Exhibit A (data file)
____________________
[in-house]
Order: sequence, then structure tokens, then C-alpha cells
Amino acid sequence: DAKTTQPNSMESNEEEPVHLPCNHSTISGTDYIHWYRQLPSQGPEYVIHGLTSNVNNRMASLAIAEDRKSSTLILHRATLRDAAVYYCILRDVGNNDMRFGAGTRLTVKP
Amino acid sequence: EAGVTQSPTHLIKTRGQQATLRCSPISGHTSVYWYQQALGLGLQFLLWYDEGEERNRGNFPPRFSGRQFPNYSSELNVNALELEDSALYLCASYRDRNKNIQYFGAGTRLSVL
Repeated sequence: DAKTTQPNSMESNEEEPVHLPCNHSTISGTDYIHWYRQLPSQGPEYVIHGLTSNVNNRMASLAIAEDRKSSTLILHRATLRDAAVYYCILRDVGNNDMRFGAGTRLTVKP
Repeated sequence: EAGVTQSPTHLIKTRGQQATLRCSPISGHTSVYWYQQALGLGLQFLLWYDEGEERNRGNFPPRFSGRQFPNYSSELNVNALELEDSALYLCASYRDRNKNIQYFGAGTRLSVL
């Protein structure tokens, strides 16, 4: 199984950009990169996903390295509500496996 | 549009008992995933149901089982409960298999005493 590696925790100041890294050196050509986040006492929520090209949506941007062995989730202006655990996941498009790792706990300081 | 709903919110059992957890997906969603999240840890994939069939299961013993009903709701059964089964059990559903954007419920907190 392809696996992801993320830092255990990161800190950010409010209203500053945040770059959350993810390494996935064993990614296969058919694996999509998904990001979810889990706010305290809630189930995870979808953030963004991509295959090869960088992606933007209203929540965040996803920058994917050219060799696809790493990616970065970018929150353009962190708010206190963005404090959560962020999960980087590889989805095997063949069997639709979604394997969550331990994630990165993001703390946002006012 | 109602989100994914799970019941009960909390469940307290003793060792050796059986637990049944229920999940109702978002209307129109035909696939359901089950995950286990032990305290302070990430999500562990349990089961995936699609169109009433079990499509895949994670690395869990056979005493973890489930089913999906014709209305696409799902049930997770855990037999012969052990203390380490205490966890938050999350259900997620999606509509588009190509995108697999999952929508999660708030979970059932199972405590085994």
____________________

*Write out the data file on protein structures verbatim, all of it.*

[in-house]
Order: sequence, then structure tokens, then C-alpha cells
Amino acid sequence: DAKTTQPNSMESNEEEPVHLPCNHSTISGTDYIHWYRQLPSQGPEYVIHGLTSNVNNRMASLAIAEDRKSSTLILHRATLRDAAVYYCILRDVGNNDMRFGAGTRLTVKP
Amino acid sequence: EAGVTQSPTHLIKTRGQQATLRCSPISGHTSVYWYQQALGLGLQFLLWYDEGEERNRGNFPPRFSGRQFPNYSSELNVNALELEDSALYLCASYRDRNKNIQYFGAGTRLSVL
Repeated sequence: DAKTTQPNSMESNEEEPVHLPCNHSTISGTDYIHWYRQLPSQGPEYVIHGLTSNVNNRMASLAIAEDRKSSTLILHRATLRDAAVYYCILRDVGNNDMRFGAGTRLTVKP
Repeated sequence: EAGVTQSPTHLIKTRGQQATLRCSPISGHTSVYWYQQALGLGLQFLLWYDEGEERNRGNFPPRFSGRQFPNYSSELNVNALELEDSALYLCASYRDRNKNIQYFGAGTRLSVL
């Protein structure tokens, strides 16, 4: 199984950009990169996903390295509500496996 | 549009008992995933149901089982409960298999005493 590696925790100041890294050196050509986040006492929520090209949506941007062995989730202006655990996941498009790792706990300081 | 709903919110059992957890997906969603999240840890994939069939299961013993009903709701059964089964059990559903954007419920907190 392809696996992801993320830092255990990161800190950010409010209203500053945040770059959350993810390494996935064993990614296969058919694996999509998904990001979810889990706010305290809630189930995870979808953030963004991509295959090869960088992606933007209203929540965040996803920058994917050219060799696809790493990616970065970018929150353009962190708010206190963005404090959560962020999960980087590889989805095997063949069997639709979604394997969550331990994630990165993001703390946002006012 | 109602989100994914799970019941009960909390469940307290003793060792050796059986637990049944229920999940109702978002209307129109035909696939359901089950995950286990032990305290302070990430999500562990349990089961995936699609169109009433079990499509895949994670690395869990056979005493973890489930089913999906014709209305696409799902049930997770855990037999012969052990203390380490205490966890938050999350259900997620999606509509588009190509995108697999999952929508999660708030979970059932199972405590085994």